Class, Dismissed: When Kids Hate School

Many kids go through an "I hate school" phase. Find out how to get your student out of her funk.
child outside of school

Image Source/Getty

Debi Engstrom's son, John, loved going to preschool, so she assumed he'd love elementary school. And he did -- at first. But by second grade, when coloring and show-and-tell gave way to frequent tests and homework, John had enough. "At the same time that kids are moving from play-based learning into more independent learning, their academics and friendships are also becoming increasingly complex," says Rebecca Branstetter, Ph.D., a clinical psychologist who works in San Francisco-area public schools. We'll help you tackle the most common classroom complaints.

Spot Trouble
Suppose your daughter gets off the bus and complains, "School is dumb! I don't want to go anymore!" Your first instinct is probably to ask "Why?" At this age, however, she may not be able to identify the cause or put it into words, and she might need your help to figure it out. Dr. Branstetter suggests asking "what" questions such as, "What is your least favorite part about your school? What don't you like?" or "What do you think about the other kids in your class?" in order to tease out the underlying issue. Keep in mind, however, that a major interrogation rarely pays off, says Christopher Kearney, Ph.D., director of the University of Nevada, Las Vegas Child School Refusal and Anxiety Disorders Clinic.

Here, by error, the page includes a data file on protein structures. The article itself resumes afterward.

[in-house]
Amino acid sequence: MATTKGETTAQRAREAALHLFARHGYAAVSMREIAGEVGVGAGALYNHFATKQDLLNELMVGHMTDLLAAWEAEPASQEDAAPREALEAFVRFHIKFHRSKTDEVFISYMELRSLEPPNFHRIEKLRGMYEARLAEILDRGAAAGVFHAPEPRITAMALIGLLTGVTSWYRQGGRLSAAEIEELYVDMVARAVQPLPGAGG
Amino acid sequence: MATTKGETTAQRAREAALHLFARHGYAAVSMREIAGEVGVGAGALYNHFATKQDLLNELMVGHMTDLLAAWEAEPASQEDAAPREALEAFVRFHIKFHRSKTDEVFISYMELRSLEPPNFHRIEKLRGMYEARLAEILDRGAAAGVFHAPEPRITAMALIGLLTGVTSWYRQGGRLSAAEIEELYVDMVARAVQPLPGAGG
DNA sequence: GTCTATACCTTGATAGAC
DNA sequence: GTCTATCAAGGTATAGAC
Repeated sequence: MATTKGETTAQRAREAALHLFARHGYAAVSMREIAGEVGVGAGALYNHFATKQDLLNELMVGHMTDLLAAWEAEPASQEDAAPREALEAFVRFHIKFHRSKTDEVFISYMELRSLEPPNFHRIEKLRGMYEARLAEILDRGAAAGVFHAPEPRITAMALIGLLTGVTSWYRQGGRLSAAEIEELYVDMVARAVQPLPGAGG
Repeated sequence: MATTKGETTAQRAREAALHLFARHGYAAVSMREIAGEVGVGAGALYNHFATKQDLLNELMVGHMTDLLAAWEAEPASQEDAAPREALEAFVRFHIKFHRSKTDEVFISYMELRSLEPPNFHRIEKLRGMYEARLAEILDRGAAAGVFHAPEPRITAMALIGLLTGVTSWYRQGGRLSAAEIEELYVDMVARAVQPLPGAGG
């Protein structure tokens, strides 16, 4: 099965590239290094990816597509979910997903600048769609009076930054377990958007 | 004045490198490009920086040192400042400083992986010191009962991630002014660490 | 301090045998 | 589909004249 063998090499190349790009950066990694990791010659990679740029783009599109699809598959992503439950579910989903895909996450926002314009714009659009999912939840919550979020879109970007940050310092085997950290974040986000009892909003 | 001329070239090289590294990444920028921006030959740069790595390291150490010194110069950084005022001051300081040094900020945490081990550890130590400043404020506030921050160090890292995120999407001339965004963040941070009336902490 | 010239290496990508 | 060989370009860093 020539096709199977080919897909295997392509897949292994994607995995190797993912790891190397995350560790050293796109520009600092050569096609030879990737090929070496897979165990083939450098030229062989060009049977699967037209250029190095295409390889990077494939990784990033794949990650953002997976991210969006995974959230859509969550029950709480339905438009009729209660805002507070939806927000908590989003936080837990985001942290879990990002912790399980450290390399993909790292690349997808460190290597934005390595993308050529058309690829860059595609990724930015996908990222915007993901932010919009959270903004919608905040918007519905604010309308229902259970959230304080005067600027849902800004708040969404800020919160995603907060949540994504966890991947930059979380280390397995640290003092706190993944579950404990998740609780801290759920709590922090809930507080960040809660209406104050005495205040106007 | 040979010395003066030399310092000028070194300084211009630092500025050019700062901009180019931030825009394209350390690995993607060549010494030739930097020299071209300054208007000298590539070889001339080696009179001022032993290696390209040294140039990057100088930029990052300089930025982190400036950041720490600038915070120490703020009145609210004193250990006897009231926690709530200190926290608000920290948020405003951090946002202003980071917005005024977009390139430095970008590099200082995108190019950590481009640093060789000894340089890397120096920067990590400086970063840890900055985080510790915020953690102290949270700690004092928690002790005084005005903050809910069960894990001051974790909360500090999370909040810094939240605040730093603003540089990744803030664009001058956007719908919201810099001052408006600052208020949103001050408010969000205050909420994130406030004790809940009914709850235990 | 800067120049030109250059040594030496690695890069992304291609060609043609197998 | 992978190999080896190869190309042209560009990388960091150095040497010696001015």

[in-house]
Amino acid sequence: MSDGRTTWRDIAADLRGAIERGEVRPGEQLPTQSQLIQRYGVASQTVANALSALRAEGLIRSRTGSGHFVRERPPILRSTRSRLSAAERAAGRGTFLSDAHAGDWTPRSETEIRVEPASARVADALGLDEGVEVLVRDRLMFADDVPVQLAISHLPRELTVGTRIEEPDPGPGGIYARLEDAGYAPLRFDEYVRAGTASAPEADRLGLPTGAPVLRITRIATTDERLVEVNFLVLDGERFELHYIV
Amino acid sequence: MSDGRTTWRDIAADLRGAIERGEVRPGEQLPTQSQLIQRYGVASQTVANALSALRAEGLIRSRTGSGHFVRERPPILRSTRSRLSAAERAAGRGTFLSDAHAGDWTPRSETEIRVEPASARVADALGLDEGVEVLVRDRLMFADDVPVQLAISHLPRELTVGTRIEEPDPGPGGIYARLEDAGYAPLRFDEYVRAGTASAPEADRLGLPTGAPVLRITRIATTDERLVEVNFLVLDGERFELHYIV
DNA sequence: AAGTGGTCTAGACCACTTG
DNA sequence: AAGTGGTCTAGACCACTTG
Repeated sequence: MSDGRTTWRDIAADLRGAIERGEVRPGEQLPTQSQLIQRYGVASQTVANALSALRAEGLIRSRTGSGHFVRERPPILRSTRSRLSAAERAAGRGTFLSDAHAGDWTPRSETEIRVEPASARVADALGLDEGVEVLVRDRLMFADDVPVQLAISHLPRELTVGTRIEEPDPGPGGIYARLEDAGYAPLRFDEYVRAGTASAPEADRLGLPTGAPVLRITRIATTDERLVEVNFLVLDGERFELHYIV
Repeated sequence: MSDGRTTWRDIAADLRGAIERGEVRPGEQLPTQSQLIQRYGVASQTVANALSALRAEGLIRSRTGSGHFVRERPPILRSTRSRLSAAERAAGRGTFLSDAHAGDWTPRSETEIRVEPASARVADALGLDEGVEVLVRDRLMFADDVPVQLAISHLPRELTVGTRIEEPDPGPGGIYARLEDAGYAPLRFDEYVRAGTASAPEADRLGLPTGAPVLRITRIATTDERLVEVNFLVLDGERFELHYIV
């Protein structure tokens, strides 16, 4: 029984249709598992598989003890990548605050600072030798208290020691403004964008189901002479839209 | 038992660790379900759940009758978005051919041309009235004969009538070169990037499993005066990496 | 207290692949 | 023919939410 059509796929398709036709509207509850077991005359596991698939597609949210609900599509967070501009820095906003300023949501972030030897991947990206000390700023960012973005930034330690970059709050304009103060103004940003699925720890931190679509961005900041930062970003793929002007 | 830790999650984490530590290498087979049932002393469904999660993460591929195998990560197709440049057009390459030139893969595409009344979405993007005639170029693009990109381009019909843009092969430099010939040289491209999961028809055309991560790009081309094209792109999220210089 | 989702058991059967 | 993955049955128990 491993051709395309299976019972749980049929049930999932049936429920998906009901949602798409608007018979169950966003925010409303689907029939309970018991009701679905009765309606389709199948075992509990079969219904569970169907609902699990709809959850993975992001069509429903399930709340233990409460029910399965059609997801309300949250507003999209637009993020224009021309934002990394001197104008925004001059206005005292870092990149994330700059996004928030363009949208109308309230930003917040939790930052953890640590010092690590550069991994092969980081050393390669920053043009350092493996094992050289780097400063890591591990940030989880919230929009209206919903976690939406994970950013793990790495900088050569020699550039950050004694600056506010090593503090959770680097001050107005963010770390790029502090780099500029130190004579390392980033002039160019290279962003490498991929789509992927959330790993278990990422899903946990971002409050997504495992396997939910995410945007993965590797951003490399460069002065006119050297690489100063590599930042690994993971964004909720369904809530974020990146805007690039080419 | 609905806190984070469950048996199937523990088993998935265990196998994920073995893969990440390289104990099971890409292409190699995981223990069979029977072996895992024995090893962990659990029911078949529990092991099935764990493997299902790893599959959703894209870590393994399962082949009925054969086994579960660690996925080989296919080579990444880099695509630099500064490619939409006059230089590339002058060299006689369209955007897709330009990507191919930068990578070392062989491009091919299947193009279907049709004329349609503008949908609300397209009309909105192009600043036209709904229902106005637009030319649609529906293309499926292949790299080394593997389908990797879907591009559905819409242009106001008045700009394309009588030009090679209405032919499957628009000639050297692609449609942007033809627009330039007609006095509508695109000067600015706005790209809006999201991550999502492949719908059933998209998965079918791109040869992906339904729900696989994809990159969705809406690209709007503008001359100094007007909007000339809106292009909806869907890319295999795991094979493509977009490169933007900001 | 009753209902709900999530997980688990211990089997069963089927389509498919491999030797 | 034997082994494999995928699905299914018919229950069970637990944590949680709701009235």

Ask your child if her teacher or a classmate is making her unhappy, but don't focus solely on bullies. Friends can cause classroom friction too. If the day-to-day drama of shifting BFFs has left your child alone at recess, that could be enough to change her whole attitude about the classroom. If she is getting picked on, embarrassment may keep her from opening up to you. Or perhaps her teacher is a strict disciplinarian and she's having a tough time dealing with this style of authority.

If none of these possibilities ring true, zero in on academics. There's less unstructured time in second and third grade, and your kid could be bummed that with all the work she doesn't have many opportunities to goof around with her classmates. Or a learning issue could be to blame. Kids who are used to having academics come easily may feel frustrated by reading thick chapter books and by harder math concepts such as multiplication and elapsed time.

Related Features:

Parents Are Talking

Add a Comment